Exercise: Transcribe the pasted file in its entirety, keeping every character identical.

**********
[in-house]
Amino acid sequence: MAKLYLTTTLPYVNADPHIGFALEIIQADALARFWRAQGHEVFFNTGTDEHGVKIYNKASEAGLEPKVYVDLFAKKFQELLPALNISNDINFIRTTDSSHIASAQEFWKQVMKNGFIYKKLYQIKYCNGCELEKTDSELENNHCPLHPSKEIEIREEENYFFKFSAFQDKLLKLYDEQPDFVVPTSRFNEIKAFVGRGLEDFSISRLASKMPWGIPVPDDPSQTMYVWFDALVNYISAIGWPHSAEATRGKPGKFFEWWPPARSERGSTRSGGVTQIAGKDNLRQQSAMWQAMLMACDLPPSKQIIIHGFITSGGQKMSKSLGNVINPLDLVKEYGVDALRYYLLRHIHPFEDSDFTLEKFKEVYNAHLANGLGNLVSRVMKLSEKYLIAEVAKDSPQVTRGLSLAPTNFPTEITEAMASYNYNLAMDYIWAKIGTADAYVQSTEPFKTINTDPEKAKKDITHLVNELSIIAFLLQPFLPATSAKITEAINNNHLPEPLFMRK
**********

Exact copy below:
[in-house]
Amino acid sequence: MAKLYLTTTLPYVNADPHIGFALEIIQADALARFWRAQGHEVFFNTGTDEHGVKIYNKASEAGLEPKVYVDLFAKKFQELLPALNISNDINFIRTTDSSHIASAQEFWKQVMKNGFIYKKLYQIKYCNGCELEKTDSELENNHCPLHPSKEIEIREEENYFFKFSAFQDKLLKLYDEQPDFVVPTSRFNEIKAFVGRGLEDFSISRLASKMPWGIPVPDDPSQTMYVWFDALVNYISAIGWPHSAEATRGKPGKFFEWWPPARSERGSTRSGGVTQIAGKDNLRQQSAMWQAMLMACDLPPSKQIIIHGFITSGGQKMSKSLGNVINPLDLVKEYGVDALRYYLLRHIHPFEDSDFTLEKFKEVYNAHLANGLGNLVSRVMKLSEKYLIAEVAKDSPQVTRGLSLAPTNFPTEITEAMASYNYNLAMDYIWAKIGTADAYVQSTEPFKTINTDPEKAKKDITHLVNELSIIAFLLQPFLPATSAKITEAINNNHLPEPLFMRK